With the 2009 release of The Rise of Cobra, Hasbro pumped out many, many figures.
I’m just assuming that most of you didn’t like the movie. If you did, that’s okay. It just makes it easier for you to embrace its toy line, I’d assume. The ROC toy line stayed with the 25th Anniversary/Modern Era format, but felt like a unique subset within the GI Joe brand. But for me, at least, I try to look at the ROC figures as their own things and just ignore the movie that spawned them.
Many of figures were inherently good, like most of the Baroness figures, which visually lined up other existing versions of the character.
Some were them were good if you could imagine they existed outside of the movie’s continuity, like The Doctor as being a not-Cobra Commander character.
Then there were figures dropped into the ROC toy line whose characters weren’t even in the movie, but didn’t exist anywhere previously. Agent Helix is one of these figures/characters.
Agent Helix has a look that reads “techno saboteur” more than soldier. Given that the title “Agent” is part of the character’s name, this is obviously what Hasbro was aiming for.
The sculptor(s) did some top notch work on the figure. The head features an attractive if slightly long face with a neutral expression. The hair is a separate piece in what’s probably best described as a “Rachel from Friends” layered haircut. It’s further accentuated by a two-tone color scheme, obviously mimicking the unnatural color-streaking fad of a decade ago. The face and the hair are nicely done and infuse the figure with a lot of its charm.
The uniform is not quite a bodysuit, but very tight shirt/pants over a lanky frame. It features a harness/body armor system that manages to provide protection to the abdomen, but leaves the upper torso completely exposed, which looks interesting at first but becomes ridiculous when you realize it’s very bondage-like.
“But the Baroness-” Stop. Don’t say it, because I am aware of the Baroness’ outfit. But its armor plating appears to cover the entire torso, and even pops up on other parts of the body. Agent Helix just wears a bulletproof girdle. And besides, I’m always okay with Cobra designs being a bit sillier than Joe ones.
Bondage harness aside, this is a good design. The mustard yellow on the upper portion of the shirt gives a color pop against the otherwise dark and cold colors of uniform. The silver of the pouches (or whatever they are) adds another slice of visual interest. It looks clean in an antiseptic way that doesn’t contrast with the other colors, and even works with them.
There are plenty of great details on the figure. The overall sculpting is top notch, as it was on most of the ROC figures. There’s a techno-kibble device on the figure’s right upper arm. The floating utility belt allows for the pouches to dangle over the hips. The compression-style kneepads are perfect. The sleeves are three-quarters length, like some sports jerseys. The long boots have side pouches. These are all little details that show that someone put effort into making this figure.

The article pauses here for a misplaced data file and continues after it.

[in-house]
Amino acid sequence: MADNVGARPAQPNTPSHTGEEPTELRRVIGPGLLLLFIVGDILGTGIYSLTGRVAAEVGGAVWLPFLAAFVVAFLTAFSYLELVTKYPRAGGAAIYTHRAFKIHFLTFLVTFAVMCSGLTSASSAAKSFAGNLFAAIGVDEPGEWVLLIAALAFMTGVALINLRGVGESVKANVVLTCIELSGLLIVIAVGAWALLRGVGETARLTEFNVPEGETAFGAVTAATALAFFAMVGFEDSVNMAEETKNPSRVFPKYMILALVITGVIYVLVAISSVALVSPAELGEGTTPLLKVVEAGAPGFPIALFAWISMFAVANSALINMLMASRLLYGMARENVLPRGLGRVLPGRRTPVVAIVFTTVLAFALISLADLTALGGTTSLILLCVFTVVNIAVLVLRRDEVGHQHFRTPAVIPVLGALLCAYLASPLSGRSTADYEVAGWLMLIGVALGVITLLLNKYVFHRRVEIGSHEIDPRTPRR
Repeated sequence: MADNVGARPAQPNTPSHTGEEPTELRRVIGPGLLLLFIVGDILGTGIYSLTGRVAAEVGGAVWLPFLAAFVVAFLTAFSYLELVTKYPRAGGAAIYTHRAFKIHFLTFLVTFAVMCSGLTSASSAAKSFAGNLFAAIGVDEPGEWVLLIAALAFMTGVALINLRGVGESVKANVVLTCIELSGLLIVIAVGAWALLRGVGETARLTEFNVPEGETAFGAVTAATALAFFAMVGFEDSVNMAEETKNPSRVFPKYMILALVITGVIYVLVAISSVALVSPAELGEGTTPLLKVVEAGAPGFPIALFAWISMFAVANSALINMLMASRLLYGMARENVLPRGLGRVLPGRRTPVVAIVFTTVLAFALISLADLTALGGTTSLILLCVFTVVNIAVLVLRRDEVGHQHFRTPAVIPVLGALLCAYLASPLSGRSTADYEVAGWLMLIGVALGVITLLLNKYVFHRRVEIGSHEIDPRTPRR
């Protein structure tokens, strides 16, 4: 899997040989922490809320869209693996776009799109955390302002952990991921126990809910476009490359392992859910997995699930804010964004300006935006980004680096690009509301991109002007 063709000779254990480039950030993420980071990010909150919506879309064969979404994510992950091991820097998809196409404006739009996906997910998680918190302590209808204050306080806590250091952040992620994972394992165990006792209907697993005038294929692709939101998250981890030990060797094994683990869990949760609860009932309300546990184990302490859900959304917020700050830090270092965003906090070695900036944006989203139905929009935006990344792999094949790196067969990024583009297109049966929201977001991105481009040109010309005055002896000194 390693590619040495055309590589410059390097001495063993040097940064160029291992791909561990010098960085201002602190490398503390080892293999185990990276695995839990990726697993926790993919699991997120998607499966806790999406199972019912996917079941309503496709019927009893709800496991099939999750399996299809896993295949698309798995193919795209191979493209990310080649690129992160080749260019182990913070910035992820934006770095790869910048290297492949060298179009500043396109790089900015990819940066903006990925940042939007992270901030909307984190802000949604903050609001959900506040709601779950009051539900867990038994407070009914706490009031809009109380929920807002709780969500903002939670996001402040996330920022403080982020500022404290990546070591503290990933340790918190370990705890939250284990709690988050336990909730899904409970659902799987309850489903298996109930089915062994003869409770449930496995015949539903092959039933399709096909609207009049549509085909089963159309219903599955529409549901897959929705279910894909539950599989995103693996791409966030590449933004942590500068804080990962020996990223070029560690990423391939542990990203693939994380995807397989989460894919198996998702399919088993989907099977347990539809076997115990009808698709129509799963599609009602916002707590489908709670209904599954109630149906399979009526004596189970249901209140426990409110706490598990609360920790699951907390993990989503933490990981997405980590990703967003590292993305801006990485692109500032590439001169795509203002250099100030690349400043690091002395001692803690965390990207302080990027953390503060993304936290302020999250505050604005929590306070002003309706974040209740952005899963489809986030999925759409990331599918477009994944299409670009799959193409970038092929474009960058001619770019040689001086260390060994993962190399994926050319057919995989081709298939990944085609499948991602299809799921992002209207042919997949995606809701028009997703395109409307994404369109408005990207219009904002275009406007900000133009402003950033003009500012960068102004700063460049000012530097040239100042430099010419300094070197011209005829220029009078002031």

Agent Helix’s gear is plentiful, though largely unnecessary. The futuristic rifle and two sidearms would have been enough, but the figure also has the obligatory oversized missile launcher (that looks like at best like a Nerf toy and not a representation of anything close to real world), and even a machete. Everything is nicely colored, which is better than neon green or safety orange, so there’s that. And any accessories you don’t want to display with the figure can go into a baggie, tray, or parts bin. Or even a trashcan if you’re like that.
Had this character been introduced into the GI Joe mythos by ARAH format when I was a kid, I’m sure it would have been a welcomed addition.
Time for a side rant.
Even 37 years since 1:18 scale GI Joe began, there are only about 30 different female characters that have one or multiple figures, and that’s including exclusive GI Joe Collectors’ Club figures. This number is based on characters, not total figures. So although there may are many multiple versions of Scarlett, the Baroness, and Lady Jaye in different formats, that still only adds up to 3 characters. My point is that we’ve gotten less than one new female character per year on average. Collectors even appreciate head-to-toe repaints representing new characters, like ARAH Jinx as Vypra or later as the swordsmith Araskikage sisters (also stupidly named Vypra), or ARAH Baroness as Chameleon.
Thanks, I feel better.
A totally new figure/character, especially one done so well, is greatly valued. Agent Helix might be the most important character to come out of the ROC toy line. Just don’t think about the bulletproof girdle.